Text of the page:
Withered banana leaves lay on the floor of Signal in Malmö. One leaf has been placed in a glass cylinder filled with water, another lies squeezed in the narrow space between floor and wall. Minia Biabiany’s exhibition Spelling is reminiscent of an ongoing catastrophe in Guadeloupe in the West Indies, where pesticides has poisoned the country’s banana plantations. The plantation owners are descendants of the French colonizers, and the use of pesticides has been possible due to French government complicity. The land is expected to be uncultivable for decades to come.
On a monitor by the exhibition’s entrance there is a video recorded at night time in Guadeloupe. Frogs and grasshoppers singing pervade the exhibition. Further in there is a drawing in chalk on black panel, and an animation that shows the process behind the drawing: strings attached with adhesive tape and what looks like a portrait, which appears and disappears before the viewer. In another part of the room there is a smaller projection showing the different stages of a drawing, juxtaposed against the exhibition’s most explicitly political material: the artist’s voice giving an account of how Sweden in 1813 was “handed” a colony – Swedish Guadeloupe – after taking part in the Napoleonic Wars. The Swedish colony was short lived, already becoming the property of France the subsequent year. Guadeloupe has to this day remained a department of France.
There is a silence in the exhibition that results from Biabiany’s method, in which an erasure or reconsideration encounters a forgotten history. She has previously engaged with Édouard Glissant’s notion of a relational poetics, and the idea to replace the concept of origin with fluid identities. This is expressed through a practice that emphasizes the transience of different materials, and that subjects the space to formal and delimitating strategies that evolve during the course of the exhibition. This process reinforces the installation as a field of experimentation, where the works are presented without individual titles, as part of an ongoing process rather than as finished works shown in an exhibition.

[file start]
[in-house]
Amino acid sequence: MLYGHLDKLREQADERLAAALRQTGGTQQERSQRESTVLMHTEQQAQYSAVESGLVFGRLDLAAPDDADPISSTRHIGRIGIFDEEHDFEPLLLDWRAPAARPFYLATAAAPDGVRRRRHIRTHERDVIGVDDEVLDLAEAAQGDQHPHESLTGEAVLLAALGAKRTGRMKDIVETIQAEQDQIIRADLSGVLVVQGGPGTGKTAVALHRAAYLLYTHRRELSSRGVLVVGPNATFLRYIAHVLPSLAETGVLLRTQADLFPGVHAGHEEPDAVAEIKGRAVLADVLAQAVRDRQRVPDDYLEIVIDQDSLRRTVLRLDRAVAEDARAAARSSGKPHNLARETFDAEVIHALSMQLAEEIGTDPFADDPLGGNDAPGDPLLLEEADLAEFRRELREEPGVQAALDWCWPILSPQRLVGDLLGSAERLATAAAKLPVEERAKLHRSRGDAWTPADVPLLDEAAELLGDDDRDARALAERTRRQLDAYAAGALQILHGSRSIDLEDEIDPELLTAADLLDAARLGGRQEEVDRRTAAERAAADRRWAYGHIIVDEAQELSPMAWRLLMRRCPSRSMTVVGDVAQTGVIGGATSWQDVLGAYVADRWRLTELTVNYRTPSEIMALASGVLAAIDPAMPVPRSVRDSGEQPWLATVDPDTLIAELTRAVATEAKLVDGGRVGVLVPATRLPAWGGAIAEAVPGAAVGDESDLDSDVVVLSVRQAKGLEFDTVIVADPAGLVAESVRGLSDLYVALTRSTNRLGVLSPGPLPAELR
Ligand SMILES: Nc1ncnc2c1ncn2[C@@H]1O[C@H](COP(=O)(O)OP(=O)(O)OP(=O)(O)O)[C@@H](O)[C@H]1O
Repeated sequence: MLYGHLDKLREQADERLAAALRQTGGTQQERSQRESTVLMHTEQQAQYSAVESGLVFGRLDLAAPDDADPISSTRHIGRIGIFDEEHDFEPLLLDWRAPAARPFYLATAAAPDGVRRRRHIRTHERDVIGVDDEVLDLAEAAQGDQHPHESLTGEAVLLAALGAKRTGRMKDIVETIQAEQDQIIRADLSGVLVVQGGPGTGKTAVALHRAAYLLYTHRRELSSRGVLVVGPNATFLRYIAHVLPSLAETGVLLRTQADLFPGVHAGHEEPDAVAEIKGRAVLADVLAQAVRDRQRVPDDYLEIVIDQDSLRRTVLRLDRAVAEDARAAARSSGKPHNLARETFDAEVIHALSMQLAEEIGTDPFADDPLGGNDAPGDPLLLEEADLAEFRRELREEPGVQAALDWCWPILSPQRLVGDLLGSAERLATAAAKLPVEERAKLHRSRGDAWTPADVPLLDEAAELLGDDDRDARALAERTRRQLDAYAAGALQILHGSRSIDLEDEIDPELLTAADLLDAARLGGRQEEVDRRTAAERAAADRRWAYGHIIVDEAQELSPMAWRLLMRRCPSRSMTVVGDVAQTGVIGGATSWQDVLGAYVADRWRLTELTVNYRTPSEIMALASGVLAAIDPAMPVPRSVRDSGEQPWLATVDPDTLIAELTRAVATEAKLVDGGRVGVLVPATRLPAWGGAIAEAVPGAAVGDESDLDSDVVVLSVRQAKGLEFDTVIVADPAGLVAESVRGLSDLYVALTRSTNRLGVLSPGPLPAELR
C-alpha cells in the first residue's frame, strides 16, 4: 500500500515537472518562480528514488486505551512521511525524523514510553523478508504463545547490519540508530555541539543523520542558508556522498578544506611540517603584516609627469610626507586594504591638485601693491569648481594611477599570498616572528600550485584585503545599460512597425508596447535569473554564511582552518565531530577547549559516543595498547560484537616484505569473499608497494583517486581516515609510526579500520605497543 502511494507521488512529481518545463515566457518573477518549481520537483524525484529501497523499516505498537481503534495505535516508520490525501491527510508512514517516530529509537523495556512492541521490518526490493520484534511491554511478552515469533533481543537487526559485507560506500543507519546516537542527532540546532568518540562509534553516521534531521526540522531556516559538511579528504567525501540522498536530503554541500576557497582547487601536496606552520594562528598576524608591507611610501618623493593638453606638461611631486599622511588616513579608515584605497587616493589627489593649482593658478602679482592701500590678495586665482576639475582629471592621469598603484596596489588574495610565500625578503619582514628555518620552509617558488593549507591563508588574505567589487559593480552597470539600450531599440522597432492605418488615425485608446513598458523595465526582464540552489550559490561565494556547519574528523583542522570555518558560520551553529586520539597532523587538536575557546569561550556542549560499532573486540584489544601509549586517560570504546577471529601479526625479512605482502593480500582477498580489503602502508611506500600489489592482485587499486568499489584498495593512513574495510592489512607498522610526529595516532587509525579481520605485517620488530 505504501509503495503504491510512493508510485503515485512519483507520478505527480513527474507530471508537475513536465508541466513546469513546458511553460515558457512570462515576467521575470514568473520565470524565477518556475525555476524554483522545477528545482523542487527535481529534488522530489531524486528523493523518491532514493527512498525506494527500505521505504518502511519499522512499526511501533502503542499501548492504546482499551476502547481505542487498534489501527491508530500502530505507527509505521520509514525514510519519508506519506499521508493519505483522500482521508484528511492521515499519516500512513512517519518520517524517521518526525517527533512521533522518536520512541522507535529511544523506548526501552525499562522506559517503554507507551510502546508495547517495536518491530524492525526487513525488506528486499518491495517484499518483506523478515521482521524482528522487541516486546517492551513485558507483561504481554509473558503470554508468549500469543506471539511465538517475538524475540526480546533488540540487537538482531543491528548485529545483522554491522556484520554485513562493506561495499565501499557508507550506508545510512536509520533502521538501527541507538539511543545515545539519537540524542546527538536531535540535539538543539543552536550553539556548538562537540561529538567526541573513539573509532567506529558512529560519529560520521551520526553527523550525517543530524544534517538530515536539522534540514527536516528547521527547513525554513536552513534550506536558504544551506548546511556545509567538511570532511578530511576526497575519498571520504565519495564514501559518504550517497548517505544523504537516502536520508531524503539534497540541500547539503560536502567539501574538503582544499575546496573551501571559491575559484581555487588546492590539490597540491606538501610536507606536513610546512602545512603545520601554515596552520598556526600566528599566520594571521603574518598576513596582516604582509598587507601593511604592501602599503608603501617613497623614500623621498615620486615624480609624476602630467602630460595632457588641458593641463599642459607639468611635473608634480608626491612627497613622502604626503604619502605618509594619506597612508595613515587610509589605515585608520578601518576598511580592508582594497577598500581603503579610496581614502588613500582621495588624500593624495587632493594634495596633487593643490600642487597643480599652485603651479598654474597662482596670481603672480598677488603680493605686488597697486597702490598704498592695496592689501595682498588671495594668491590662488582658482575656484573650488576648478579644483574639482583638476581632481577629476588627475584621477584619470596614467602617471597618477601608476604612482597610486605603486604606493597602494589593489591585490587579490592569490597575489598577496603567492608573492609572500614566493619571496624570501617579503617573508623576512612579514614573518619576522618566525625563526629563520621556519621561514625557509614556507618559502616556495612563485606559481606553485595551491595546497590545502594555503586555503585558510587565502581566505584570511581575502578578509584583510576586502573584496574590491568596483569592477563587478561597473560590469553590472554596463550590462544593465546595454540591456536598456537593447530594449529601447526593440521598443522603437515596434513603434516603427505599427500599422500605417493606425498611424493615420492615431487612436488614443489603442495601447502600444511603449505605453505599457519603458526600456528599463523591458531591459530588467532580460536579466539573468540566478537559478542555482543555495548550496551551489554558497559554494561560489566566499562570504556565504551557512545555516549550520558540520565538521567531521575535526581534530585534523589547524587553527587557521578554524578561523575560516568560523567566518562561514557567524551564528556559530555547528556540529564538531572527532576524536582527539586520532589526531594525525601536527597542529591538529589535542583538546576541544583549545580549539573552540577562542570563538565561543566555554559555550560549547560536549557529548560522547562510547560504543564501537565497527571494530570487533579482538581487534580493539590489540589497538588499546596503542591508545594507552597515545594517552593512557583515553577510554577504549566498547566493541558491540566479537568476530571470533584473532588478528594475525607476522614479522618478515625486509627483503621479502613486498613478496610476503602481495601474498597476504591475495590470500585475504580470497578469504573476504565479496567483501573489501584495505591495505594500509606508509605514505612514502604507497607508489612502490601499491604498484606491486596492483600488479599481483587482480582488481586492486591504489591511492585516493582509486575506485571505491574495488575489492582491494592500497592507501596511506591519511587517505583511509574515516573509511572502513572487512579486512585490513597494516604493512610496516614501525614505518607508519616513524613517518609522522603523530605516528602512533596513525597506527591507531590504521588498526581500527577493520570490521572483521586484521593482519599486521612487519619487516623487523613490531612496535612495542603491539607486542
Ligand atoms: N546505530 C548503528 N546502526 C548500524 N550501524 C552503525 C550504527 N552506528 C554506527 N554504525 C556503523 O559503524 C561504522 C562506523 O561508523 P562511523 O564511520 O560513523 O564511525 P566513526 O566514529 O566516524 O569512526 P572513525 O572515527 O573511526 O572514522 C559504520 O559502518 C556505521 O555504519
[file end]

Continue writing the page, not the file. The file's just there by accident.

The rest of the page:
What forgetfulness is given attention here? I learn that in the education system in Guadeloupe, knowledge about historical resistance movements is in large parts neglected. This is a critical topic in the Swedish context as well: how many are aware of the history that led Sweden to procure power over the colony Guadeloupe? Ylva Habel, lecturer in media and communication studies at Södertörn University, applies the concept of “Swedish exceptionalism” to explain a national identity which uses Sweden’s supposed international solidarity in the 20th century to suppress the darker sides to its history.
There is a tendency to describe Swedish colonialism as exceptionally humane, yet slavery existed on Saint Barthélemy until 1846, during its rule by the Swedish Crown (1784 –1878). Slaves were subjected to physical punishment without due process, and local traditions were strictly prohibited by the laws that constricted people’s rights. Furthermore, Sweden played an integral part in the profoundly inhumane transatlantic slave trade.
Visiting Signal a second time, one week after the opening, I notice that a few plaster sculptures have broken, perhaps as the result of other visitors’ footsteps. As for the rest, it has more or less remained the same. In spite of this I am forced to confront the uncertainty of my own memory of the exhibition. I come to think of the traumatized body that, according to Nietzsche, questions every history written from a supposed neutral ground, where there is no place for the body to hesitate. If Biabiany’s work opens up for a critical memory, it is perhaps by giving priority to such bodily experience, which frees the exhibition space from every form of history’s perceived neutrality.
Note: The text was edited on 31 May, to correct an error in the original article.